Scandinavia offers many opportunities and experiences for all students. Studying abroad in either Stockholm or Copenhagen have immense benefits, each offering a rewarding and life-changing experience. As someone who has experienced both, I know first-hand how difficult it can be to choose. Nonetheless, there are some important factors that contribute to the decision.
Stockholm public transportation includes buses, trams, trains, metro, and ferries. The green SL card gains access to all of these, which makes getting around Stockholm very simple. Copenhagen has similar systems, but separate tickets are needed for the different zones of the city and outlying neighborhoods. Both offer easily-accessible public transportation that can get you anywhere you need to go.
Along with Amsterdam, Copenhagen is famous for being a bike capital. If you are a cyclist, this city will not disappoint. With bike lanes everywhere, Copenhagen is extremely cyclist and pedestrian friendly. This was one of my favorite parts, and the DIS offices are only a 20 minute walk from my housing.
Weather and Nature
The capital of Denmark, Copenhagen sits along an intricate maze of canals with colorful houses and unique landmarks. As the most southern part of Scandinavia, its climate, culture, and events stand out from its northern neighbors. With the warmer climate in Denmark, there is more rain. As a rain-lover, I adored the rainy days in Copenhagen, but if you are less of a fan, make sure you have an umbrella and raincoat.
Stockholm is much farther north, so the climate is generally slightly cooler. Sweden gets slightly less rain, but is more unpredictable. Since Sweden is close to the arctic circle, the summer includes the famous “midnight sun”, where there is still sunlight as late/early as 3 a.m. Stockholm is also home to the famous archipelago, which includes more that 30,000 islands and lakes. If you are a nature lover like me, Stockholm is better suited, as there are hiking trails and countless outdoor activities in nature.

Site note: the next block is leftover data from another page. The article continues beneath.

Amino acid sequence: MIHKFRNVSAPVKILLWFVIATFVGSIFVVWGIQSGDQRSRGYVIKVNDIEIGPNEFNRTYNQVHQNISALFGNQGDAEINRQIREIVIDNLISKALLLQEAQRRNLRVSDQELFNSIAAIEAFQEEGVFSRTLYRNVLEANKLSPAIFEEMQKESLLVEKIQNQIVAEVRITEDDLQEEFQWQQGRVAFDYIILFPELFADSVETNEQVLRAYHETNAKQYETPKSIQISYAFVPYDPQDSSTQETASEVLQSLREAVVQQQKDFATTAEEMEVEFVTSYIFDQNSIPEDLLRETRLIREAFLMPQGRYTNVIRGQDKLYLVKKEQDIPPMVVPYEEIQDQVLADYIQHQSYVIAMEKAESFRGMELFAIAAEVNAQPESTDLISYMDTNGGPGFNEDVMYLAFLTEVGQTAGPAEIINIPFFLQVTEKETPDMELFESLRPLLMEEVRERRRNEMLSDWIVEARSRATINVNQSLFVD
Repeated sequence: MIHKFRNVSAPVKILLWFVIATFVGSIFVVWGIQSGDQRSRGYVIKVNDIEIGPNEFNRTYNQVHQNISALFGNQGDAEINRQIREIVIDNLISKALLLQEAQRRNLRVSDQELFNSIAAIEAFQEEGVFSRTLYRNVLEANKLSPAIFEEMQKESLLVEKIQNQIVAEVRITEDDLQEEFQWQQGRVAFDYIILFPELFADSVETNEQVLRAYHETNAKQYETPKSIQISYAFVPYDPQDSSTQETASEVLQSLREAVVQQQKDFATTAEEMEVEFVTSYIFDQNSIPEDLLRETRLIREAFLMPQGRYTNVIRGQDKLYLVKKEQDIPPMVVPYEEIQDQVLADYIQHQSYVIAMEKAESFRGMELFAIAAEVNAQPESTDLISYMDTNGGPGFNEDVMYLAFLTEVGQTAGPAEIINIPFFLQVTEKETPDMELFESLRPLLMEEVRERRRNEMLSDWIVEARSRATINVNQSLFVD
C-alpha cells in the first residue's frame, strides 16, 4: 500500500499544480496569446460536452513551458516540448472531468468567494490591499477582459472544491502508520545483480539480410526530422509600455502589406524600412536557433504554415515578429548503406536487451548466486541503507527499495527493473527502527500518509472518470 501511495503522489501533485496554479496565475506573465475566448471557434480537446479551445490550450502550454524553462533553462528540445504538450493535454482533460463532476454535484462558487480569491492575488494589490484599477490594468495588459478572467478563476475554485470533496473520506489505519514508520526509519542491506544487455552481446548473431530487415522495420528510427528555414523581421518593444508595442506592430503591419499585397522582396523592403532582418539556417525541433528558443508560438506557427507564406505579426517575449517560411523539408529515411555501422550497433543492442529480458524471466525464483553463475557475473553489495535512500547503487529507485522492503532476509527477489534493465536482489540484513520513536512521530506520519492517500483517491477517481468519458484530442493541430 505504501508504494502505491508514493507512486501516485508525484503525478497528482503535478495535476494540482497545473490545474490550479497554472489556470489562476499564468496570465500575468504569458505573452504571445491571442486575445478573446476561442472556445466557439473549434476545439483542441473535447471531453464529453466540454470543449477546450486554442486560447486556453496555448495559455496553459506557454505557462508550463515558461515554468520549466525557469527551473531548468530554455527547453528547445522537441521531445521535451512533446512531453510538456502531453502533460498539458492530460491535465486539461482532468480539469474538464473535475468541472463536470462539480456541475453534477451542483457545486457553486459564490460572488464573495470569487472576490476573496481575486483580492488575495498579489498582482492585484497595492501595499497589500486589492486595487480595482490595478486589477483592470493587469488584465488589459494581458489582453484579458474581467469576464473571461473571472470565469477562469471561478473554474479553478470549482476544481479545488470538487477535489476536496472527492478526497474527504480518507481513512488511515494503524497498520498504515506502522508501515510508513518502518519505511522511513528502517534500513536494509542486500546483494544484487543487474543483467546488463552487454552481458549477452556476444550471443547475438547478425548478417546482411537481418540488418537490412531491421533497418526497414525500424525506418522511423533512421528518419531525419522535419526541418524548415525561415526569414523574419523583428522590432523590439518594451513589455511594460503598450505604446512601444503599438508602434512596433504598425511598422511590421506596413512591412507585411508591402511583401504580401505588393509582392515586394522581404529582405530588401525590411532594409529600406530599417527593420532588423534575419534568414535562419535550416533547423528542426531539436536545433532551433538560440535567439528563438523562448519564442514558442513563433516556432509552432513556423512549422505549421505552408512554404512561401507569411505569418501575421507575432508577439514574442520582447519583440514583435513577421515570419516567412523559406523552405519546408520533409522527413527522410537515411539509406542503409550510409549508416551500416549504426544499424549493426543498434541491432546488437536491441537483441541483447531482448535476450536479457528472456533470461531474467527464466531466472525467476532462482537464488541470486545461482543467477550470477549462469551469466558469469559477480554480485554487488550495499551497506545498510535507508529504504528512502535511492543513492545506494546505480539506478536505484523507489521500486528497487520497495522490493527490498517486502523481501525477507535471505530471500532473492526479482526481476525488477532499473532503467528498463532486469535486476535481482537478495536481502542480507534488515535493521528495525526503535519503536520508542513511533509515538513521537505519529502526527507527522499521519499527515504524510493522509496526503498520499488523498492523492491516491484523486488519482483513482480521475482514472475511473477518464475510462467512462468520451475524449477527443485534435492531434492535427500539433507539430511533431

Even without vast forests, Copenhagen has beautiful parks, including Christiania and the King’s garden. Either way, there are ample opportunities to enjoy the Scandinavian summer.
Stockholm’s archipelago and Sweden have vast opportunities for travel. The ample public transportation makes it easy to do day trips around Stockholm. I have taken amazing day trips to Sigtuna, Vaxholm, Drottningholm, and Uppsala.
Copenhagen’s location is much better suited for weekend trips to larger Europe. Sitting as a buffer between Scandinavia and Northern Europe, it is easy to schedule quick weekend trips to hot spots like Berlin, Hamburg, Vilnius, and Amsterdam. In addition to that, you can take a quick train into Sweden to cultural destinations such as Malmö and Gothenburg.
Scandinavia is one of the most sustainable regions of the world, ranking highly in renewable energy and recycling. With this, there is a difference in expenses for both Stockholm and Copenhagen. Stockholm generally is more affordable for daily expenses such as coffee and groceries. Copenhagen is more expensive for dining out, but the amazing quality is worth the price tag.
Copenhagen generally has cheaper attractions, mainly free or heavily reduced museum tickets. My favorite places I visited were the National Art Gallery (Statens Museum for Kunst) and Christiansborg Royal Palace, both of which were surprisingly affordable with the student tickets. Stockholm has more outdoor attractions, such as Skansen, the famous outdoor museum and Gröna Lund amusement park. Overall, either city has benefits and disadvantages, but you can be sensible with money in either location.
Events and Entertainment
Both Copenhagen and Stockholm are home to great festivals, museums, parks, and shops. I have found that if you prefer vintage, antique and second-hand stores, Copenhagen is the place for you. Stockholm on the other hand is better for local shops and handmade items.
Stockholm and Copenhagen have a plethora of events year-round. Some favorites are Stockholm Pride, Copenhagen Jazz Festival, Midsommar Festivals, and Copenhagen Art Week. All of these, combined with regular sports events, theater, operas, and outdoor games, both locations have plenty of things to do both indoors and out in nature.
Classes are vital to the study abroad experience. Originally, I made my decision based on the classes offered in both DIS locations, rather than the city. Since sessions 2 and 3 offer Study Tours, it is important to take those into account when choosing classes. However, I do not recommend choosing a class solely for the Study Tour, since it is only a small part of the course, and you want to enjoy the entirety of the course.
DIS staff are present at both locations, and are extremely helpful with anything you might need. DIS Copenhagen is a larger program, and therefore has more class options, but the smaller class sizes in Stockholm can be more appealing. Regardless, either location will provide substantial support, opportunities, and success from staff and students alike.